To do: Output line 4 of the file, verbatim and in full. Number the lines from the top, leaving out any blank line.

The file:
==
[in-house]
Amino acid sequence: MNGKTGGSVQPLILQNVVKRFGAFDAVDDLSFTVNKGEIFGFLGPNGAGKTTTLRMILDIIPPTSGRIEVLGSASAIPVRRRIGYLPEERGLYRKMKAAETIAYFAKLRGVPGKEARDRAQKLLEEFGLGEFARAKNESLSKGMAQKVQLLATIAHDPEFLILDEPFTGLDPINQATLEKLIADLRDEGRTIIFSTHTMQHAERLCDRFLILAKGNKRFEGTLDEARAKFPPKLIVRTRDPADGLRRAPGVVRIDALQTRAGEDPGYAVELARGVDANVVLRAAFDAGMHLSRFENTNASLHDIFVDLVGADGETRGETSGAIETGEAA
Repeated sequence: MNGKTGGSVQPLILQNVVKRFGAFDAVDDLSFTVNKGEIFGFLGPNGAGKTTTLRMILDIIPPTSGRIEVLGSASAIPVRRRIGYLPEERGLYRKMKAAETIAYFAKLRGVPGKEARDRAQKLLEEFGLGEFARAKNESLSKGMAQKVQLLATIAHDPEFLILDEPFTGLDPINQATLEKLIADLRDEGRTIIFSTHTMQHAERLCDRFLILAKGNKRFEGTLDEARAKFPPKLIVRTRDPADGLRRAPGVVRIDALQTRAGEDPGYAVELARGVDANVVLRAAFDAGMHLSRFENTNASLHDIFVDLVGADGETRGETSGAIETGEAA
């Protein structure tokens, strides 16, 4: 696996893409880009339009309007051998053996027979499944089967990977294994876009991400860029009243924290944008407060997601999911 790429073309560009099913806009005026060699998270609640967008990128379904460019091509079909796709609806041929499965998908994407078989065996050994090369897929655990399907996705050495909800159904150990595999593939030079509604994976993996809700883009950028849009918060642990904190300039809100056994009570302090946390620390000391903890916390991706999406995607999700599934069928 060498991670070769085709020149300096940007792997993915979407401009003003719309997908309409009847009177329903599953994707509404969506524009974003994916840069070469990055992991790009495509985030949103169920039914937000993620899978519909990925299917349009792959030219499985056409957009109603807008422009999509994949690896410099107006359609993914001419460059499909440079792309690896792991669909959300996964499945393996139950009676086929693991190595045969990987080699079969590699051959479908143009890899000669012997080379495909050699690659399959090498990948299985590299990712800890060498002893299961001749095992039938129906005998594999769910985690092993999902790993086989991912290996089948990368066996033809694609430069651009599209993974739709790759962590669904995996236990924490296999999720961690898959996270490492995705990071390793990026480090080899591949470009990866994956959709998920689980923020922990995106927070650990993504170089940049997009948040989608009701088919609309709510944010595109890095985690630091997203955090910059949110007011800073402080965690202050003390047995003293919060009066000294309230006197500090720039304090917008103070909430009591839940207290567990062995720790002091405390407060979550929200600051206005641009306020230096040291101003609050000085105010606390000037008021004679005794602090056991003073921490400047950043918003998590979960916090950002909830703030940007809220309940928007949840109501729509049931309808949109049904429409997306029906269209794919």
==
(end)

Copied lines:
């Protein structure tokens, strides 16, 4: 696996893409880009339009309007051998053996027979499944089967990977294994876009991400860029009243924290944008407060997601999911 790429073309560009099913806009005026060699998270609640967008990128379904460019091509079909796709609806041929499965998908994407078989065996050994090369897929655990399907996705050495909800159904150990595999593939030079509604994976993996809700883009950028849009918060642990904190300039809100056994009570302090946390620390000391903890916390991706999406995607999700599934069928 060498991670070769085709020149300096940007792997993915979407401009003003719309997908309409009847009177329903599953994707509404969506524009974003994916840069070469990055992991790009495509985030949103169920039914937000993620899978519909990925299917349009792959030219499985056409957009109603807008422009999509994949690896410099107006359609993914001419460059499909440079792309690896792991669909959300996964499945393996139950009676086929693991190595045969990987080699079969590699051959479908143009890899000669012997080379495909050699690659399959090498990948299985590299990712800890060498002893299961001749095992039938129906005998594999769910985690092993999902790993086989991912290996089948990368066996033809694609430069651009599209993974739709790759962590669904995996236990924490296999999720961690898959996270490492995705990071390793990026480090080899591949470009990866994956959709998920689980923020922990995106927070650990993504170089940049997009948040989608009701088919609309709510944010595109890095985690630091997203955090910059949110007011800073402080965690202050003390047995003293919060009066000294309230006197500090720039304090917008103070909430009591839940207290567990062995720790002091405390407060979550929200600051206005641009306020230096040291101003609050000085105010606390000037008021004679005794602090056991003073921490400047950043918003998590979960916090950002909830703030940007809220309940928007949840109501729509049931309808949109049904429409997306029906269209794919």